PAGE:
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Suppose we have a Markov Random Field P(X1,...,Xn) on graph G. Suppose we know P(Xi,Xj) for every edge (i,j). Can we recover P(X1,...,Xn)?

If G is a tree, then there's a formula for joint (product of edge marginals divided by product of node marginals). Is there a nice formula that works for some non-tree graphs?

Edit: this is essentially equivalent to the following problem - given an exponential family, how do you write the joint in terms of mean parameters? There's a closed form solution when sufficient statistics are 2 variable functions defined on (Xi,Xj) pairs where (i,j) are edges in some tree graph, is there a closed form solution for other graphs?

Motivation: given an approximate marginalization method, can you fit parameters of a distribution by maximizing joint likelihood of the data under the model "implied" by this marginalization method?

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could you clarify what you mean by 'markov with respect to graph G' ? –  Suresh Venkat Jul 23 '10 at 22:48
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3 Answers

up vote 2 down vote accepted

No, a counter-example can be constructed as follows:

Let G be the complete graph on 3 vertices, where each vertex is a binary random variable. Let the joint distribution for each pair of vertices be independent Bernoulli with probability 1/2.

There are multiple joint distributions which satisfy such edge marginals. For example:

  • Independent Bernoulli for each vertex, with probability 1/2 (complete mutual independence)
  • Each variable could be the XOR (sum modulo 2) of the other two variables (i.e. functionally dependent)
  • The probability of each outcome could be 3/16 if 3 or 1 vertices are 1's, and 1/16 if 2 or 0 are 1's.

So what do you require to be able to uniquely determine the joint distribution? If the graph is decomposable (aka chordal or triangulated), you require the joint distribution for each clique (maximal complete subset) of the graph. Then the joint density is then:

$p(X) = \frac{\prod_{\text{cliques }C} p(X_C)}{\prod_{\text{separators }S} p(X_S)}$

(see Dawid and Lauritzen (1993), Lemma 2.5)

If the graph is not decomposable, then the problem is a bit trickier: the only result I know of is Lauritzen (1996), Lemma 3.14. Basically, given the clique marginal distributions, uniqueness is determined when the sample space is finite, and each clique marginal density is the limit of a sequence of positive densities. I suspect this result could be made stronger in some way, but I am not aware of any efforts to do so.

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Right, distr. over 3 binary variables has 7 degrees of freedom, while fixing edge/node marginals only constrains 6. So I'm looking for a formula of a joint, any joint, that's consistent with given marginals, in terms of those marginals. One choice might be to take the highest entropy distr consistent with marginals, but even for 3 variable distr, formula for such joint in terms of marginal parameters is quite large (mathurl.com/324o4a3) Testing if given set of marginals is consistent can takes exp time, so a formula must not provide an easy way to check that to be short – Yaroslav –  Yaroslav Bulatov Jul 29 '10 at 18:15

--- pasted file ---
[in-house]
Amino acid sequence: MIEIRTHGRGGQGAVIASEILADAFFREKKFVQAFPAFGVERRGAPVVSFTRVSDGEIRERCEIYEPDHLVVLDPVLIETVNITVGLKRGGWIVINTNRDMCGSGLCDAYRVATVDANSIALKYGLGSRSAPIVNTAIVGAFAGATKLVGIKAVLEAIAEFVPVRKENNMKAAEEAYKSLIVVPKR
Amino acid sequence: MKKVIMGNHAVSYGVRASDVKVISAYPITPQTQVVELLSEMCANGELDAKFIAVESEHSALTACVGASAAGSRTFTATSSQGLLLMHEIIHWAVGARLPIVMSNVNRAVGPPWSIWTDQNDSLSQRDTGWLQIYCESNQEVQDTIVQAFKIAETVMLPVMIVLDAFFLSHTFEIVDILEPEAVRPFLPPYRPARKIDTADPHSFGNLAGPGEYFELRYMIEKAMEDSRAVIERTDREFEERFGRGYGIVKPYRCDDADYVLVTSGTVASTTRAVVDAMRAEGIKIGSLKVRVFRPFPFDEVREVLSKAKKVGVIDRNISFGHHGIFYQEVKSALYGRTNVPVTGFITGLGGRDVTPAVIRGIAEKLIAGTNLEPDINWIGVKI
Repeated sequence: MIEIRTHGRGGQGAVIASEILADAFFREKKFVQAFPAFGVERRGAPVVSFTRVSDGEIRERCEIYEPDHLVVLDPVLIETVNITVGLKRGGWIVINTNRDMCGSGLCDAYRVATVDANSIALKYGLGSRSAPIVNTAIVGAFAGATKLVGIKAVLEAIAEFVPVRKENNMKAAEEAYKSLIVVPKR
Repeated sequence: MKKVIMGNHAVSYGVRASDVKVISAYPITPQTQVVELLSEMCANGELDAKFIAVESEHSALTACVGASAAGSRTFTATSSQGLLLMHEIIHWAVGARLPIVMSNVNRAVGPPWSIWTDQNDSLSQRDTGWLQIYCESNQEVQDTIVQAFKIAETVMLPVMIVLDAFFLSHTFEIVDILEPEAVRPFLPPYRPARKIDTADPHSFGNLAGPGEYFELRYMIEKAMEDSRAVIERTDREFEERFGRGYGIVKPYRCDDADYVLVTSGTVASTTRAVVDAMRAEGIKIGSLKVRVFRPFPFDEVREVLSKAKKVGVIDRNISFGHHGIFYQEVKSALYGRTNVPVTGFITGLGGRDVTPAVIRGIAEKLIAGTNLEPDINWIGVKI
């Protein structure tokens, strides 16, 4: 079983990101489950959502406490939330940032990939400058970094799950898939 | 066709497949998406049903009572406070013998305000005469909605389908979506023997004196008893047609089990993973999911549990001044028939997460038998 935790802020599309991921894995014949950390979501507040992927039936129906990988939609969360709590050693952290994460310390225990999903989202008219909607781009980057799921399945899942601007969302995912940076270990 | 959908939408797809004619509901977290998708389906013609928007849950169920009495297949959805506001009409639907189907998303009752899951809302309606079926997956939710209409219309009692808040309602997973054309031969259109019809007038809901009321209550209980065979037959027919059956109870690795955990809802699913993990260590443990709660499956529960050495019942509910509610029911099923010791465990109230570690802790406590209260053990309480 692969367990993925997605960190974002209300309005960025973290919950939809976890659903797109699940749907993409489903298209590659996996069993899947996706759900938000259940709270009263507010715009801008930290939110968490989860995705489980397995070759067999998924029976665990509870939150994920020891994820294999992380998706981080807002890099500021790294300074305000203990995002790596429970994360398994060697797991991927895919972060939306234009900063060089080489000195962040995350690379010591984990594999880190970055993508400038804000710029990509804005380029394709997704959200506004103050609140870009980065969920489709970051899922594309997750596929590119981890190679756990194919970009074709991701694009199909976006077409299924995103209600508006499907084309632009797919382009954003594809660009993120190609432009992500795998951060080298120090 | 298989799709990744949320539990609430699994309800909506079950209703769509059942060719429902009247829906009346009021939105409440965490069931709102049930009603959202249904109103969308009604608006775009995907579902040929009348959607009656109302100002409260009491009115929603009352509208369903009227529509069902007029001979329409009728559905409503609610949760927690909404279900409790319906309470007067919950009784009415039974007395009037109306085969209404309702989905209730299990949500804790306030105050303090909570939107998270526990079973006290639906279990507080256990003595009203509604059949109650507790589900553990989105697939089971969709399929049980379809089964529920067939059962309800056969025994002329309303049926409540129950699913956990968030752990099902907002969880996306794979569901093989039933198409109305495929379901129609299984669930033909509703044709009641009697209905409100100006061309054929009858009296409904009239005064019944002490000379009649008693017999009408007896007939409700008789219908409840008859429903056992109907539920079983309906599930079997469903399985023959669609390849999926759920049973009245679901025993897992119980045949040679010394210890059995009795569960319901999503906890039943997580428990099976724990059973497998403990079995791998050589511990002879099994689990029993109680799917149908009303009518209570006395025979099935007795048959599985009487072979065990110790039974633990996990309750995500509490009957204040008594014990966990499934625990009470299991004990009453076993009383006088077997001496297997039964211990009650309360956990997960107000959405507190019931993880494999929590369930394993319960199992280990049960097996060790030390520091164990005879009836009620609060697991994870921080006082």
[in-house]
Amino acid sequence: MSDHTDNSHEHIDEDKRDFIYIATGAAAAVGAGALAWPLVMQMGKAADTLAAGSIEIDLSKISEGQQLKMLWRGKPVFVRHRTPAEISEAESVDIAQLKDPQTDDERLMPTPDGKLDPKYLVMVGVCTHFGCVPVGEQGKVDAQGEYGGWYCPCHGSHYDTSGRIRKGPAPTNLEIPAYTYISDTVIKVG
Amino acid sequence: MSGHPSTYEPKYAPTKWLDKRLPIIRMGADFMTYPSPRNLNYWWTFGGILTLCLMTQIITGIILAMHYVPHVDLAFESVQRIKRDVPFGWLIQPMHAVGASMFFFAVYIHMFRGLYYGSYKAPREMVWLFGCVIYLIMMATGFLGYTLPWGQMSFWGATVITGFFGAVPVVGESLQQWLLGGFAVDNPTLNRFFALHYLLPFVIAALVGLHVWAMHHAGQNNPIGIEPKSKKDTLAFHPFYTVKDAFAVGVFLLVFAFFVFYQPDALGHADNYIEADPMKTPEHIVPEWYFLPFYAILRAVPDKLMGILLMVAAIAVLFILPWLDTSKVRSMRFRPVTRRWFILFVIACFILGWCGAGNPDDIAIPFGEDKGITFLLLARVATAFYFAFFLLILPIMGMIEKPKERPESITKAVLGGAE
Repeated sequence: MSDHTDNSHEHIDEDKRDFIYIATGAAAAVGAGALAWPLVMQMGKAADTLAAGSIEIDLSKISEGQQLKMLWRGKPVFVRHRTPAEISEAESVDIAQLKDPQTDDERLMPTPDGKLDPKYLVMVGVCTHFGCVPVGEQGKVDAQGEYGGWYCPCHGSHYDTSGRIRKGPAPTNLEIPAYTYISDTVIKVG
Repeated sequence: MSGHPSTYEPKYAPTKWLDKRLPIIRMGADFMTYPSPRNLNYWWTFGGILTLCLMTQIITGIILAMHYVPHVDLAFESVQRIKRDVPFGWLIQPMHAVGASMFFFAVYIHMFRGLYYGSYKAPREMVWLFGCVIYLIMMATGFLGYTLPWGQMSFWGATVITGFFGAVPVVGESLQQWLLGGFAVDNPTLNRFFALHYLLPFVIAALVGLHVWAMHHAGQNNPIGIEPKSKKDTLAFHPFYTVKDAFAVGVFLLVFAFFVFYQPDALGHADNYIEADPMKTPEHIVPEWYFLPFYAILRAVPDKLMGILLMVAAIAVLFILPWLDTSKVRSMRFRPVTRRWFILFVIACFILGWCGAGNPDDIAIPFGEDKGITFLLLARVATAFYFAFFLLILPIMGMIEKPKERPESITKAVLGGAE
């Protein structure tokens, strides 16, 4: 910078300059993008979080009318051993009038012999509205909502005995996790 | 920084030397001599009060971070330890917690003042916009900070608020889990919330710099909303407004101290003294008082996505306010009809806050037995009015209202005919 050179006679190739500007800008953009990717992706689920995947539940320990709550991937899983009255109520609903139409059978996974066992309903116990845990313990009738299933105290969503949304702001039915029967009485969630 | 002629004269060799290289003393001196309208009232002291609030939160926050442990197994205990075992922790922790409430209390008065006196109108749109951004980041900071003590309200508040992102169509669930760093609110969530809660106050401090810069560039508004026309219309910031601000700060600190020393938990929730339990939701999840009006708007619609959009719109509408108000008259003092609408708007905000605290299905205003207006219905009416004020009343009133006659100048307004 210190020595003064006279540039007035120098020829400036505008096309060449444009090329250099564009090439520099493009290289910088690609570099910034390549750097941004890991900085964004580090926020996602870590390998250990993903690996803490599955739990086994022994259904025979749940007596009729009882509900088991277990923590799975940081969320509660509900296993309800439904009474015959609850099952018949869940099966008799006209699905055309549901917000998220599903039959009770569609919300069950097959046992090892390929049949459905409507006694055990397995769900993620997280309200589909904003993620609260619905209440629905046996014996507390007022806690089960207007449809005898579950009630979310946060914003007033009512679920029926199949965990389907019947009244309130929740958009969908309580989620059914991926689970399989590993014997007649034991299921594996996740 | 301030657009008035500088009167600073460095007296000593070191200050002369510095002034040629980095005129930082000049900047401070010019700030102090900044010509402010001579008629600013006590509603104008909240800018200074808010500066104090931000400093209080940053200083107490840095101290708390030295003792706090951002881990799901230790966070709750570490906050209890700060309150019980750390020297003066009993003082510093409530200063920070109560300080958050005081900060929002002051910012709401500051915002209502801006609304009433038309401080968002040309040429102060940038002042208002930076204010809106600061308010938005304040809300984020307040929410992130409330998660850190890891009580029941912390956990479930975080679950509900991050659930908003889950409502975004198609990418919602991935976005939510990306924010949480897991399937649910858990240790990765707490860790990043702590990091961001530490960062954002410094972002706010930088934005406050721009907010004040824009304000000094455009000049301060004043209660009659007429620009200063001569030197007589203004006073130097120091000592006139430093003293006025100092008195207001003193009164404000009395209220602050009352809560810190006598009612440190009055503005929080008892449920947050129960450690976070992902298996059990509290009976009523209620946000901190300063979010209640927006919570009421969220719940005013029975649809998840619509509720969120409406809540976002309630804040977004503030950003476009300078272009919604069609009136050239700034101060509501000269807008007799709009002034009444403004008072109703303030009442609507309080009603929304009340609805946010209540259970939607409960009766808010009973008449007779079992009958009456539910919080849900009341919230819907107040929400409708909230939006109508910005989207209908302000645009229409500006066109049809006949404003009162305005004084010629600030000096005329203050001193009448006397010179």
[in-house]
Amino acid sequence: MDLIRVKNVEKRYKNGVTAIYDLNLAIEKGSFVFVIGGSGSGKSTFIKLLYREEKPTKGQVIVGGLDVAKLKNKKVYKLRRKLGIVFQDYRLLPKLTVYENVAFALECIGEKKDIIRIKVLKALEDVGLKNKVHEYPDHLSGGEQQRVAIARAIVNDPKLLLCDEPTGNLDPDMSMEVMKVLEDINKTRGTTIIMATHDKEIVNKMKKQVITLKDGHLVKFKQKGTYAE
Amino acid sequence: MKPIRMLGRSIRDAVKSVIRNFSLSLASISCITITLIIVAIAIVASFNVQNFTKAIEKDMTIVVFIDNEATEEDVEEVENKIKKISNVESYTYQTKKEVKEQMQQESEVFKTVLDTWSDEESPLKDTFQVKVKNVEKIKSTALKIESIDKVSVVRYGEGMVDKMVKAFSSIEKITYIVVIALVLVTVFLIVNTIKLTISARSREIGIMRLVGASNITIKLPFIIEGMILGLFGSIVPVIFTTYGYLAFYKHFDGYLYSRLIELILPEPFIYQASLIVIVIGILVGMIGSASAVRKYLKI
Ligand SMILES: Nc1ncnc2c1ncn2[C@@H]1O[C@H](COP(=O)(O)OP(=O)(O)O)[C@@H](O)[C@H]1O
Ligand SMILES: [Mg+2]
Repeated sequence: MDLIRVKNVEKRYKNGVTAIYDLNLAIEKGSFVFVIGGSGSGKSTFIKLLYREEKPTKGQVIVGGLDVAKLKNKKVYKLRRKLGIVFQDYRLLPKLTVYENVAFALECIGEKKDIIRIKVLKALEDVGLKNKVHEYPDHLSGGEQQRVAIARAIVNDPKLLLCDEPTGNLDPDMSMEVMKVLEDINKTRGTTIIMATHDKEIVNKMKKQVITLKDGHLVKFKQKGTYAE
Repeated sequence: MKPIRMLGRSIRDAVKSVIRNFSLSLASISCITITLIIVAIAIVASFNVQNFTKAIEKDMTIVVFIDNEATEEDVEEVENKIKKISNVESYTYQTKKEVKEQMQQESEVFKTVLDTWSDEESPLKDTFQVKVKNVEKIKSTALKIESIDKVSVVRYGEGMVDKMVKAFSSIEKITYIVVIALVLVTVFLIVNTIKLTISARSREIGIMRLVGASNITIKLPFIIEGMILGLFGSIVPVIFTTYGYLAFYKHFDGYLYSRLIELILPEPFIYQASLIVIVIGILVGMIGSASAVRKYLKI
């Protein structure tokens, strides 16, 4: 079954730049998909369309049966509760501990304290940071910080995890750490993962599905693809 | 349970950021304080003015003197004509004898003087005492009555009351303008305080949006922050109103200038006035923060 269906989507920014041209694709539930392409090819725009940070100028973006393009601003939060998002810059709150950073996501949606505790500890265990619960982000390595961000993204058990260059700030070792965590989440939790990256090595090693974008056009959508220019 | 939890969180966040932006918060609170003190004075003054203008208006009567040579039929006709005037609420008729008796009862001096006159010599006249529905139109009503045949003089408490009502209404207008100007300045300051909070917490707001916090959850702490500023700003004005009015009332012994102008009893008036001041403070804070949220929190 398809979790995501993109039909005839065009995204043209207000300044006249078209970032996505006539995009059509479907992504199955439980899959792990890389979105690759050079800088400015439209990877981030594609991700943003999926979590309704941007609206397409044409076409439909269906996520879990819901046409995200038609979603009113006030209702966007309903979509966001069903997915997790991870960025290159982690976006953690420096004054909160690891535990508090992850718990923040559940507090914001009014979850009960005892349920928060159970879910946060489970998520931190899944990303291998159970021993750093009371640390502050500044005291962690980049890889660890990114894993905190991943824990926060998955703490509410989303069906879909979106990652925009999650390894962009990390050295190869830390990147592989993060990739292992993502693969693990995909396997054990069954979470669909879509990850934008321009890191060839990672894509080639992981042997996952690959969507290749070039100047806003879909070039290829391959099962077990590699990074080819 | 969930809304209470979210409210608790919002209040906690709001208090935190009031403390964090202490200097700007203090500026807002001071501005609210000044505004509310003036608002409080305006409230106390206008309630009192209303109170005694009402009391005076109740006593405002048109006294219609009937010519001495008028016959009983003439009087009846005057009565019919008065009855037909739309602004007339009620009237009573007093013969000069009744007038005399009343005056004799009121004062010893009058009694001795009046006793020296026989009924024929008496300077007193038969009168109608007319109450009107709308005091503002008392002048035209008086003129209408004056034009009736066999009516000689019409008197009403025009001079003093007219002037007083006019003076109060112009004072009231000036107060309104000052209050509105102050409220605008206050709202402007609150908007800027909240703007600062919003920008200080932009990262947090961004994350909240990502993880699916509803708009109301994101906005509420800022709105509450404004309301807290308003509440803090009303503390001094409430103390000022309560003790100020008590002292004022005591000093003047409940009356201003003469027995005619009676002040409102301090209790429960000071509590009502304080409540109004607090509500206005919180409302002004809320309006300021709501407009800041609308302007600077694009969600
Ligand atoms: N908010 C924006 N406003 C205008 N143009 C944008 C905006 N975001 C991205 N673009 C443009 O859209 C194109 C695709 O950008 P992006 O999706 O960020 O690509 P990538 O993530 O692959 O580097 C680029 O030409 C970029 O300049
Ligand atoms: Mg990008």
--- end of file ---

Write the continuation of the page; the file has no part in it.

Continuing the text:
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Yeah, this stuff gets hard very quickly, even for seemingly trivial problems, hence the development of variational methods. If you're interested in that stuff, the standard reference is the paper by Wainwright and Jordan: nowpublishers.com/product.aspx?product=MAL&doi=2200000001 –  simon Jul 29 '10 at 19:13
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the method for trees should generalize to graphs of bounded treewidth, where the formula might get exponentially long in the treewidth itself. Also, do you care how (algorithmically) complicated the formula is, because it's probably possible to write the general formula as some kind of sum over spanning trees of the graph.

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I can see how it generalizes if you are given distributions over maximal cliques and separators, but how do you go from edge marginals to distributions over maximal cliques? –  Yaroslav Bulatov Jul 24 '10 at 3:41
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I was able to derive some closed form expressions using Mathematica for a binary loop Ising model, but they are unwieldy even for 3-loop and get complicated very fast with increasing loop size.

The basic idea is to use the fact that gradient of log Z gives marginal probabilities, so you invert that mapping algebraically, plug into the original equation of the joint and simplify.

For example, here's probability of 3-loop ising taking configuration {x1,x2,x3} where m1,m2,m3 are probabilities P(X1=X2),P(X2=X3),P(X3=X1) respectively, after simplification (Mathematica's FullSimplify) http://mathurl.com/324o4a3

For uniform potentials, it doesn't get a lot nicer. For instance take Ising model with uniform potentials on a loop of size n, then probability of all spins being +1 can be written in terms of marginal m = P(x1=x2) as

$exp(n j)/Z$ where Z=$\lambda_1^n + \lambda_2^n$, $\lambda_1=e^j+e^{-j}$, $\lambda_2=e^j-e^{-j}$ and j is the solution of

$\frac{\lambda_1^n(e^{2j}-1)+\lambda_2^n(e^{2j}+1)}{2 \lambda_1 \lambda_2}/Z=m$

Mathematica can solve the above equation for various values of n, but the expression becomes large very fast.

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